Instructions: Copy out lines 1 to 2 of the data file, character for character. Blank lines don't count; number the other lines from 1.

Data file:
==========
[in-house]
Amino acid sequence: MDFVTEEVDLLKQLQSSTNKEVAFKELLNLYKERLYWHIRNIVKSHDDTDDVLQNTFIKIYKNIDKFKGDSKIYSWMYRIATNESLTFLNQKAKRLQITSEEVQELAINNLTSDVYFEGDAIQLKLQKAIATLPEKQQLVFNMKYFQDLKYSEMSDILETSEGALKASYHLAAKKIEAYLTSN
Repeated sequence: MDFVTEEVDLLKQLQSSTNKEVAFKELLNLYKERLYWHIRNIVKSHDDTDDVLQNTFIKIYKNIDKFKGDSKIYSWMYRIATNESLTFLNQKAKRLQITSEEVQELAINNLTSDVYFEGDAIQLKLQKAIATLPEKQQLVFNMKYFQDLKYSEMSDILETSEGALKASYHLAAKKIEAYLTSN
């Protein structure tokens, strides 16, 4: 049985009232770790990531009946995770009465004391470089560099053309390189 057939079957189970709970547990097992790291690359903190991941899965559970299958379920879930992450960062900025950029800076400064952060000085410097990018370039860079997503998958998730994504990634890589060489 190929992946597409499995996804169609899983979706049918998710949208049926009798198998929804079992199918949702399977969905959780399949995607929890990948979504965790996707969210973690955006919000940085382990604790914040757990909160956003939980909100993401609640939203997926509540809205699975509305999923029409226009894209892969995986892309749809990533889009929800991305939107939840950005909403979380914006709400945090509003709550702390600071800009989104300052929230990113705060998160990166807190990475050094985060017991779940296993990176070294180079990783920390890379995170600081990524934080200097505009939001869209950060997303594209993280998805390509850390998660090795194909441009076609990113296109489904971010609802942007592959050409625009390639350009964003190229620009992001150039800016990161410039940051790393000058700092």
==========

[in-house]
Amino acid sequence: MDFVTEEVDLLKQLQSSTNKEVAFKELLNLYKERLYWHIRNIVKSHDDTDDVLQNTFIKIYKNIDKFKGDSKIYSWMYRIATNESLTFLNQKAKRLQITSEEVQELAINNLTSDVYFEGDAIQLKLQKAIATLPEKQQLVFNMKYFQDLKYSEMSDILETSEGALKASYHLAAKKIEAYLTSN